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Keeping the smartphone generation in mind, more makeup companies are taking selfies into consideration during their product testing process — in some cases, even altering formulas when they don't look great in the bright flash of an iPhone camera.
Sarah Vickery, PhD, principal scientist for CoverGirl, told TODAY.com that the brand doesn't have any official methodology to test whether makeup is "selfie-proof," but it has tried some unscientific methods.
"[We] took iPhone photographs of employees wearing the makeup to see how it photographed," Vickery said of a recent foundation test, which she discussed this week in The New York Times.
Of course, that's in addition to traditional scientific testing that measures luminosity and long-wear quality, Vickery said, but when the iPhone test revealed skin looked "too glittery in certain lighting conditions," they slightly tweaked the formula to tone that down.
CoverGirl isn't the only brand realizing how important customers who take and post selfies are to the beauty industry — and how important it is to market to that audience. Smashbox built an entire company around primers and foundations designed to look good in any light (presumably, that includes a smartphone flash), and the brand even recently introduced a "Selfie Kit" in the UK, a curated collection of products designed to perfect your smartphone self-portrait.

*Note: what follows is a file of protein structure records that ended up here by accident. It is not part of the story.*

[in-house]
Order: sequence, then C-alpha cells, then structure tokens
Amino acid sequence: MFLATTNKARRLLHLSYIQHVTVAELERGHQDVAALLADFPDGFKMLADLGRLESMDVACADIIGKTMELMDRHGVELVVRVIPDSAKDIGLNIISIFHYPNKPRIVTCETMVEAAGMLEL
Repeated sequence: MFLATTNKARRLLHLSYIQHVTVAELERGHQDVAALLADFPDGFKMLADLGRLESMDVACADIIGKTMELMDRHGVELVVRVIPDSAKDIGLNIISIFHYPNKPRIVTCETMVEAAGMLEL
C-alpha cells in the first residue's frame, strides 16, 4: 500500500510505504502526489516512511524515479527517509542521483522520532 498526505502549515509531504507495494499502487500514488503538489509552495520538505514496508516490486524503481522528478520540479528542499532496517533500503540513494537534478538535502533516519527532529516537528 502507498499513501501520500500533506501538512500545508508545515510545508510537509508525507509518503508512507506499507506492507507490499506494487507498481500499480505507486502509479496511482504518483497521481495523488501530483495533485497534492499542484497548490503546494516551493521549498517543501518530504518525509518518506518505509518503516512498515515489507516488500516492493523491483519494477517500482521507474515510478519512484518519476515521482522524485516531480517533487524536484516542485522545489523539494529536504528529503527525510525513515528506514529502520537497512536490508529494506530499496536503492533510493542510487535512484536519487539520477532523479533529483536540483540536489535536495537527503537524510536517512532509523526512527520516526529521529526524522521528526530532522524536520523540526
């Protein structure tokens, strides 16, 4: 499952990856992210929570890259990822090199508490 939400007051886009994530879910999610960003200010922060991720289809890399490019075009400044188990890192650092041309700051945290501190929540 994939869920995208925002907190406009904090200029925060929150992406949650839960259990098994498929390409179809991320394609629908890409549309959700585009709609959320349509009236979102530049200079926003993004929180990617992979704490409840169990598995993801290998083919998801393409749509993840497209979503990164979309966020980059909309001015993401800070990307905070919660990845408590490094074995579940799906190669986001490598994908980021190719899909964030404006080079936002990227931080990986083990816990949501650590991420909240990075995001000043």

While it doesn't make sense that beauty brands would significantly alter tried-and-true formulas for products based solely on a bad selfie, it's clear they're picking up on the importance of considering social media habits during the testing process. Lisa Lamberty, vice president for global and regional color cosmetics at Avon, told TODAY.com that consideration is key to maintaining a "competitive advantage" over other makeup companies slower to realize the trend.
"Developing a 'filter finish' that looks good on camera and in selfies is definitely the future of makeup innovation," Lamberty said, adding that "looking good in pictures has become an everyday affair."
That's exactly what Avon had in mind when it launched its Ultra Color Bold Lipstick last year, a highly pigmented lipstick with moisturizing technology to prevent dryness typically associated with bright colors. (Cracked lips are a selfie faux pas, after all.)
Avon doesn't use iPhones in its testing process, but Lamberty said the company is always updating its testing technologies: "This is something we might consider for the future," she said